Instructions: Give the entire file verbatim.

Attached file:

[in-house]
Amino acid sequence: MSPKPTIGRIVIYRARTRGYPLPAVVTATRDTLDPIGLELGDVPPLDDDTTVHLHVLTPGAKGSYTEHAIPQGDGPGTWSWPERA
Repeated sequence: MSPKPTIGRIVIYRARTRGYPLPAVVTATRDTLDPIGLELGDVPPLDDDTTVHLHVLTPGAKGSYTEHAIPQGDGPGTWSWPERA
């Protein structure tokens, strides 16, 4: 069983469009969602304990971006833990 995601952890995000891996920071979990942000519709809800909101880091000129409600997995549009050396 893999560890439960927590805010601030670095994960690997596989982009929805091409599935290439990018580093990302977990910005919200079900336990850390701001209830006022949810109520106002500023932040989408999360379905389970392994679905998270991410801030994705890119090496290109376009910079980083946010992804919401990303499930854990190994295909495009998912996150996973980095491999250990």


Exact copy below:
[in-house]
Amino acid sequence: MSPKPTIGRIVIYRARTRGYPLPAVVTATRDTLDPIGLELGDVPPLDDDTTVHLHVLTPGAKGSYTEHAIPQGDGPGTWSWPERA
Repeated sequence: MSPKPTIGRIVIYRARTRGYPLPAVVTATRDTLDPIGLELGDVPPLDDDTTVHLHVLTPGAKGSYTEHAIPQGDGPGTWSWPERA
């Protein structure tokens, strides 16, 4: 069983469009969602304990971006833990 995601952890995000891996920071979990942000519709809800909101880091000129409600997995549009050396 893999560890439960927590805010601030670095994960690997596989982009929805091409599935290439990018580093990302977990910005919200079900336990850390701001209830006022949810109520106002500023932040989408999360379905389970392994679905998270991410801030994705890119090496290109376009910079980083946010992804919401990303499930854990190994295909495009998912996150996973980095491999250990």